Emma, by all standards, was a good mother. She raised her children with love, provided
the basics plus some extras, and she raised her children, she thought, to be God-fearing.
That was pretty good for a single mother in the 1970s. But she cried when she talked to
her pastor, "Why have my children all gone astray?"
Emma was a devout Christian woman, a tireless worker in the church, a teacher of
Sunday school, the director of the children's choir, and active in the woman's group.
When she broke down before her pastor, she confessed that none of her three children
UPCOMING WEEKS In addition to the lectionary resources there are thousands of non-lectionary, scripture based resources...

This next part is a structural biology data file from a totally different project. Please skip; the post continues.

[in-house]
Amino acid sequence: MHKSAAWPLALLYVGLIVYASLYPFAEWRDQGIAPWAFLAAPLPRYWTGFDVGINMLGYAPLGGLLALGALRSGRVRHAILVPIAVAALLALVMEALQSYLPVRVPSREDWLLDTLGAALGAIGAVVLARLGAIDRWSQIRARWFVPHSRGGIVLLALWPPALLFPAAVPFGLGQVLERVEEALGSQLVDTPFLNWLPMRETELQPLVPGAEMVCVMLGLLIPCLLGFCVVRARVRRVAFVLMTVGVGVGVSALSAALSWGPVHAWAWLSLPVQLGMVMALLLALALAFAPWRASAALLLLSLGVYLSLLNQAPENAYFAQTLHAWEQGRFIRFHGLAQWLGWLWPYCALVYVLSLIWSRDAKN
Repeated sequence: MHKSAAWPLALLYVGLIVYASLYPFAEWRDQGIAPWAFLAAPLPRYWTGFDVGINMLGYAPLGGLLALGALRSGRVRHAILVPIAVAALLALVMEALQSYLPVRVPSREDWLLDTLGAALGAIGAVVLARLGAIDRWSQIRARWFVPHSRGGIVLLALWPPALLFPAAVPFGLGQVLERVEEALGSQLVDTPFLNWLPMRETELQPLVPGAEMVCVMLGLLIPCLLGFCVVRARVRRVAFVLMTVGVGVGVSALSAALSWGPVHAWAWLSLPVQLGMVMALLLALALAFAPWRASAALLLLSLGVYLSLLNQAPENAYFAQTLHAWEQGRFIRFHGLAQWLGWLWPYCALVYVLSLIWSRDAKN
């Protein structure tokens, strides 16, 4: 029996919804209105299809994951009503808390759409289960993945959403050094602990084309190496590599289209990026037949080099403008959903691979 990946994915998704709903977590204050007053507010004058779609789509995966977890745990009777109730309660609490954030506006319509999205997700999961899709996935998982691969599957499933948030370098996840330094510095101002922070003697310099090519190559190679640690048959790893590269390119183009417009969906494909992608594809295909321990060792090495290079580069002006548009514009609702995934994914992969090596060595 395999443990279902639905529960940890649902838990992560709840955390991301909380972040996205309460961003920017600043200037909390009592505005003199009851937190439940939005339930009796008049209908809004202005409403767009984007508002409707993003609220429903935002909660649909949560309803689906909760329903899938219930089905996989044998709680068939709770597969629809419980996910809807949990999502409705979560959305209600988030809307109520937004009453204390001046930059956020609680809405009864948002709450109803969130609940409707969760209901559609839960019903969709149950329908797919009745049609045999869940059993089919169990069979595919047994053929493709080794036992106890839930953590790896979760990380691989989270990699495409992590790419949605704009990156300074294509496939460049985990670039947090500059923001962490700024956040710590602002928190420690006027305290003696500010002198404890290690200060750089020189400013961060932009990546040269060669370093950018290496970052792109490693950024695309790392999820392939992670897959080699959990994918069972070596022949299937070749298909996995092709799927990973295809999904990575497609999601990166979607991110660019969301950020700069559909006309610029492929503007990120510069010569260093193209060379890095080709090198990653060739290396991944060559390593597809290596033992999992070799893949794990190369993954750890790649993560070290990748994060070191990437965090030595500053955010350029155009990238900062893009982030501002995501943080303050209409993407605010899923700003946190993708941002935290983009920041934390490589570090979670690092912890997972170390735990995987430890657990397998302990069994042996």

Oscar Wilde penned a powerful story about behaviors and definitions and justice called The Picture of Dorian Gray. Dorian was a handsome young man, a model of physical beauty and moral virtue. People complimented him on his good graces. Parents pointed to him as an example to their youth. One artist even painted an exquisite portrait of him.
"Have you seen it?" whispered the Barbie doll to her next door neighbour.
The next Barbie doll in line was instantly alert. There were five different Barbie dolls, who lived jumbled together in the toy cupboard but who were so jealous of each other that they rarely spoke. "Seen what?" asked the second Barbie doll, blue eyes darting all round the room.
"The Princess," replied the first Barbie with glee. "Caitlin's done her hair and it looks terrible!"
These verses from Mark's gospel are a call to commitment, a call to sacrifice, and a call to give up everything of earthly value in life. To say these are difficult verses is truly an understatement. It is pretty clear that the disciples are not at all ready for what Jesus is saying. They are not ready for Jesus to die and they certainly are not ready to die themselves.